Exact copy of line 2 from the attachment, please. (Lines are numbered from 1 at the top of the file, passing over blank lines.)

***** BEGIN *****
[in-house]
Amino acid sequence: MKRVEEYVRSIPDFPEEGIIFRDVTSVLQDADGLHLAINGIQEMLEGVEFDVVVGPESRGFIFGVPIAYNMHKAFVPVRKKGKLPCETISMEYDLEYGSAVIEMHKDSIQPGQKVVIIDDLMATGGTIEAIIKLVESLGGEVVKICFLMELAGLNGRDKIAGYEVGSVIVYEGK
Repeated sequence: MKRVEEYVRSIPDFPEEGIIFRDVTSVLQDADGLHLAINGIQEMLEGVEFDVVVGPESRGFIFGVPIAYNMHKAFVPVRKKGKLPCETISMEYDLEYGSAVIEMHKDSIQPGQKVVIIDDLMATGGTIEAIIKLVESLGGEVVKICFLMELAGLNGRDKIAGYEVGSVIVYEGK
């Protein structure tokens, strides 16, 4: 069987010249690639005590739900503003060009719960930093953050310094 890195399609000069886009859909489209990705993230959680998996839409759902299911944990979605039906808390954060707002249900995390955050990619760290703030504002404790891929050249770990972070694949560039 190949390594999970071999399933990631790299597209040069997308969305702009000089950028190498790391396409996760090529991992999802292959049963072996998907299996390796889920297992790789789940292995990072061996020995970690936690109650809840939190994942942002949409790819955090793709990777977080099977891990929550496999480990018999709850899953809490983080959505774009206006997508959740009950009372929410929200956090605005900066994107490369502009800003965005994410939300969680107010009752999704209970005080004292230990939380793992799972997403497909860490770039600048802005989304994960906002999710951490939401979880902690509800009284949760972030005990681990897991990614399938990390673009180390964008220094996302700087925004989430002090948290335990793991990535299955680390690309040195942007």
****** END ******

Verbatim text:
Amino acid sequence: MKRVEEYVRSIPDFPEEGIIFRDVTSVLQDADGLHLAINGIQEMLEGVEFDVVVGPESRGFIFGVPIAYNMHKAFVPVRKKGKLPCETISMEYDLEYGSAVIEMHKDSIQPGQKVVIIDDLMATGGTIEAIIKLVESLGGEVVKICFLMELAGLNGRDKIAGYEVGSVIVYEGK